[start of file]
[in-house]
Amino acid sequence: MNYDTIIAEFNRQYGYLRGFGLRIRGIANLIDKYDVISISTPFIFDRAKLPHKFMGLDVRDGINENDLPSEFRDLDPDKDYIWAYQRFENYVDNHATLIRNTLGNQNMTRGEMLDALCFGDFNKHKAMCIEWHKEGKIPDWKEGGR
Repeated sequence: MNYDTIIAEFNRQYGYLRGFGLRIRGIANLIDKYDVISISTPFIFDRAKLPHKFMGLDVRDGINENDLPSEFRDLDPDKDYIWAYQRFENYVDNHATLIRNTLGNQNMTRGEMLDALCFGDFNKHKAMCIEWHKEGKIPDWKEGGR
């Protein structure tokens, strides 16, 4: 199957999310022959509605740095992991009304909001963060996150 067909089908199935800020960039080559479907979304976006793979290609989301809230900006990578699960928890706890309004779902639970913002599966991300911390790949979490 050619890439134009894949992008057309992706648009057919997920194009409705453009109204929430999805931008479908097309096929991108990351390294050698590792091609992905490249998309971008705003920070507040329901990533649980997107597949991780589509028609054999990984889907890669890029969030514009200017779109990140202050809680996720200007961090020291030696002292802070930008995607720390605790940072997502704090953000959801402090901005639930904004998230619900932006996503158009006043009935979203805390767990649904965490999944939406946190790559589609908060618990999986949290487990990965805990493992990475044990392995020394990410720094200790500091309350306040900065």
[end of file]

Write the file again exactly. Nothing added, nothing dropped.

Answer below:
[in-house]
Amino acid sequence: MNYDTIIAEFNRQYGYLRGFGLRIRGIANLIDKYDVISISTPFIFDRAKLPHKFMGLDVRDGINENDLPSEFRDLDPDKDYIWAYQRFENYVDNHATLIRNTLGNQNMTRGEMLDALCFGDFNKHKAMCIEWHKEGKIPDWKEGGR
Repeated sequence: MNYDTIIAEFNRQYGYLRGFGLRIRGIANLIDKYDVISISTPFIFDRAKLPHKFMGLDVRDGINENDLPSEFRDLDPDKDYIWAYQRFENYVDNHATLIRNTLGNQNMTRGEMLDALCFGDFNKHKAMCIEWHKEGKIPDWKEGGR
């Protein structure tokens, strides 16, 4: 199957999310022959509605740095992991009304909001963060996150 067909089908199935800020960039080559479907979304976006793979290609989301809230900006990578699960928890706890309004779902639970913002599966991300911390790949979490 050619890439134009894949992008057309992706648009057919997920194009409705453009109204929430999805931008479908097309096929991108990351390294050698590792091609992905490249998309971008705003920070507040329901990533649980997107597949991780589509028609054999990984889907890669890029969030514009200017779109990140202050809680996720200007961090020291030696002292802070930008995607720390605790940072997502704090953000959801402090901005639930904004998230619900932006996503158009006043009935979203805390767990649904965490999944939406946190790559589609908060618990999986949290487990990965805990493992990475044990392995020394990410720094200790500091309350306040900065």